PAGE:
Books support us in our solitude and keep us from being a burden to ourselves.

Jeremy Collier

Download ebooks
Ebook "A Wild Sheep Chase: A Novel"
Bạn cần đăng nhập để download eBook.
 
 
 
Sách Mới Đăng
 
Sách Đọc Nhiều
 
Tác giả: Haruki Murakami
Thể loại: Tiểu Thuyết
Biên tập: Truong Ngoc Tuan
Upload bìa: Minh Khoa
Language: English
Số chương: 44
Phí download: 6 gạo
Nhóm đọc/download: 0 / 1
Số lần đọc/download: 2289 / 59
Cập nhật: 2017-04-13 11:16:02 +0700
Link download: epubePub   KindleMobi/PRC   PDF A4A4   PDF A5A5   PDF A6A6   - xem thông tin ebook
 
 
 
 
Chapter 12: Wherefore The Worm Universe
here are symbolic dreams—dreams that symbolize some reality. Then there are symbolic realities—realities that symbolize a dream. Symbols are what you might call the honorary town councillors of the worm universe. In the worm universe, there is nothing unusual about a dairy cow seeking a pair of pliers. A cow is bound to get her pliers sometime. It has nothing to do with me.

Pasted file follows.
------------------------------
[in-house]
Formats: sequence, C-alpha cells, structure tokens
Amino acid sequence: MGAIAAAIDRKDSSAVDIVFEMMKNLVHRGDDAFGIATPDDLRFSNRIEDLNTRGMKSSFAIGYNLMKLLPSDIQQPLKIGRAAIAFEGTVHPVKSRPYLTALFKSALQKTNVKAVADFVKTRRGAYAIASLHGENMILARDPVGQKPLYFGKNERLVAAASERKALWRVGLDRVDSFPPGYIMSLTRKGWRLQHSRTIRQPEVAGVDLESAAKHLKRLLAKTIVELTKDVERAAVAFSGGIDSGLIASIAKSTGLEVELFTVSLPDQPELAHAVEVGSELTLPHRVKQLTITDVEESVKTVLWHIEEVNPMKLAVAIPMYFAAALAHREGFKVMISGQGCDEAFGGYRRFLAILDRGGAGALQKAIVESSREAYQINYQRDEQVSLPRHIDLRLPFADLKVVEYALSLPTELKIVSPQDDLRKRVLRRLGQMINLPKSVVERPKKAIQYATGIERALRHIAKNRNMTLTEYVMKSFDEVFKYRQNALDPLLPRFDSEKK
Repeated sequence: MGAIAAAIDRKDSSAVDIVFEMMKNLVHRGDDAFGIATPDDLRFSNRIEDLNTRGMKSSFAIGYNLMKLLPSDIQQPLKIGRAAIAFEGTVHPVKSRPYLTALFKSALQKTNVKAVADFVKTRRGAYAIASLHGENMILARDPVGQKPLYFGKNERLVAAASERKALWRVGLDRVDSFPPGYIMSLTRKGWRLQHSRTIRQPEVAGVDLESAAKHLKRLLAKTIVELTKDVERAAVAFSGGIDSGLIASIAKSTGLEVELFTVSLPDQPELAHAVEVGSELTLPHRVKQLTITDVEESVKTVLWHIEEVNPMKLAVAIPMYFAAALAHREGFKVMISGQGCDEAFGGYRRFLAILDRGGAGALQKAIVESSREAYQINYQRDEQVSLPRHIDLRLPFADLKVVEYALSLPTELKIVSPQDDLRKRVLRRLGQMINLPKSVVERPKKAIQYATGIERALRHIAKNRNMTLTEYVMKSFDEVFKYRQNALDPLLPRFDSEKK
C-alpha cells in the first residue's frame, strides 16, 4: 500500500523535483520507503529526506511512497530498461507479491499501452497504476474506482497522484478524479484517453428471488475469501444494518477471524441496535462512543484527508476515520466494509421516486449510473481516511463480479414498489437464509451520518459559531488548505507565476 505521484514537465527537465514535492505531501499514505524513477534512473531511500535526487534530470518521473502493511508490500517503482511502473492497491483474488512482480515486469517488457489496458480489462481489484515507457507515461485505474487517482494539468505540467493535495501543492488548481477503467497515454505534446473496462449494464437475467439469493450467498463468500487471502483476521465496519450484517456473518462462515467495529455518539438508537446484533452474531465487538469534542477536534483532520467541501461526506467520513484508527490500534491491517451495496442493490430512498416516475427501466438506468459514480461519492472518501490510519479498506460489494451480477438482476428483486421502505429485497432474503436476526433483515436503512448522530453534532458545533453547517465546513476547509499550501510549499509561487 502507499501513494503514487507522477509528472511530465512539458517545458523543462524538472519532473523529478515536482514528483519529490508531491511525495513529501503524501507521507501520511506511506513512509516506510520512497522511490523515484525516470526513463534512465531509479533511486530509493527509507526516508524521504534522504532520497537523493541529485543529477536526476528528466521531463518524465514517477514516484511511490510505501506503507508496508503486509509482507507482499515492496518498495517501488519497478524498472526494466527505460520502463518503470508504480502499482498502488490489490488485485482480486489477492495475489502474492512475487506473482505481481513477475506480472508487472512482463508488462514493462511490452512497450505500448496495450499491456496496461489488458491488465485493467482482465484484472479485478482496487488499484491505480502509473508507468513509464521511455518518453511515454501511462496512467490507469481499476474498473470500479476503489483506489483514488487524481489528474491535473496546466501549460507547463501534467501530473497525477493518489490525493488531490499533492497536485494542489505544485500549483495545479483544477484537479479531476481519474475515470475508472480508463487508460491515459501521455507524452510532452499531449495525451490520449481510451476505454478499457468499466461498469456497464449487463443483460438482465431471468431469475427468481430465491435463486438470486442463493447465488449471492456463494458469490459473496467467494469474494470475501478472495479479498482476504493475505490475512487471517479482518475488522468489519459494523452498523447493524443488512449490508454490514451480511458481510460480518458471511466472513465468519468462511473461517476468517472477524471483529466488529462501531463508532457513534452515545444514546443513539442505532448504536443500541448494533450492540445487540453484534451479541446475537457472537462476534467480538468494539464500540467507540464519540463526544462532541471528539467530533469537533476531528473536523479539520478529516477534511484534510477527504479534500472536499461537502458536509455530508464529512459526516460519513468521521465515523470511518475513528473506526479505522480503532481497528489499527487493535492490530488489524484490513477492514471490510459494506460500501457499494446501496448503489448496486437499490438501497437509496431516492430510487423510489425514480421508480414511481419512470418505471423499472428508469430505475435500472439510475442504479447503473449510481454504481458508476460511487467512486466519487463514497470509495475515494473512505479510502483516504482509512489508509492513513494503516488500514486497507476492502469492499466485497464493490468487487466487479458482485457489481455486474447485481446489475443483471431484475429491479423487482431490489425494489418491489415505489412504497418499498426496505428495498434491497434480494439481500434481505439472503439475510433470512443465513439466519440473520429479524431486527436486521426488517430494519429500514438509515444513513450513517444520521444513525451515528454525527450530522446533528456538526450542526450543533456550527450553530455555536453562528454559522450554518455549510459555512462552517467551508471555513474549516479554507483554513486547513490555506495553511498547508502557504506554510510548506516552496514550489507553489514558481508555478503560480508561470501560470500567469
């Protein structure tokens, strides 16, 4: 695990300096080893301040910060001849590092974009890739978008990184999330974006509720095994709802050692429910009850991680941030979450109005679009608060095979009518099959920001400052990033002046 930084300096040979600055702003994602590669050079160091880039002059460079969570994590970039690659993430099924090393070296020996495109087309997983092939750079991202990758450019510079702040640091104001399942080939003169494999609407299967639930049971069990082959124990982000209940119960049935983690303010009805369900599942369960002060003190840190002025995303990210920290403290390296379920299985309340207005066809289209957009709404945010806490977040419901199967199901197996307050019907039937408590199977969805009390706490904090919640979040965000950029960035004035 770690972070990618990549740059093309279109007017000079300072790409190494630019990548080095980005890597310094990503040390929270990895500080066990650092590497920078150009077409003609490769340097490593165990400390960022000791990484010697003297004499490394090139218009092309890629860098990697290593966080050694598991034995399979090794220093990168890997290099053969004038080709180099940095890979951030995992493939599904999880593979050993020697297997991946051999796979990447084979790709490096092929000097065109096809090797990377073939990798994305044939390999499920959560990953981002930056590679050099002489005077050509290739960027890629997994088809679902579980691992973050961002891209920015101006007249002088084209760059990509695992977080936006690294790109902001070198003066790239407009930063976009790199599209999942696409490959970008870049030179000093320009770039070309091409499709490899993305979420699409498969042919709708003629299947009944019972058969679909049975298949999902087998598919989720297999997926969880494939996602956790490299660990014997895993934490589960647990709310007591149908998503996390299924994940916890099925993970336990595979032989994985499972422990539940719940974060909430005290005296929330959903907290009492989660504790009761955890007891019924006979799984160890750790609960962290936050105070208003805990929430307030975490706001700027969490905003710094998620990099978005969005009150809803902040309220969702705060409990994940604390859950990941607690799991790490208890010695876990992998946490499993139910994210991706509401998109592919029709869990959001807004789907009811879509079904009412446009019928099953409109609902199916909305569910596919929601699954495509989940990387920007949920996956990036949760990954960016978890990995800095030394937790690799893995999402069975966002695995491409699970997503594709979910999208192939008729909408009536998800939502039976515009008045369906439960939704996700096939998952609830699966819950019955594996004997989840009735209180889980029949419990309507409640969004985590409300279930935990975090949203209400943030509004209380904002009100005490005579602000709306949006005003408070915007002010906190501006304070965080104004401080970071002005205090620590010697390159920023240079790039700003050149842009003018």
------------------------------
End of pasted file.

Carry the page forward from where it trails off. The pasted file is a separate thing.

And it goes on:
Yet the fact that the cow chose me to obtain her pliers changes everything. This plunges me into a whole universe of alternative considerations. And in this universe of alternative considerations, the major problem is that everything becomes protracted and complex. I ask the cow, “Why do you want pliers?” And the cow answers, “I’m really hungry.” So I ask, “Why do you need pliers if you’re hungry?” The cow answers, “To attach them to branches of the peach tree.” I ask, “Why a peach tree?” To which the cow replies, “Well, that’s why I traded away my fan, isn’t it?” And so on and so forth. The thing is never resolved, I begin to resent the cow, and the cow begins to resent me. That’s a worm’s eye view of its universe. The only way to get out of that worm universe is to dream another symbolic dream.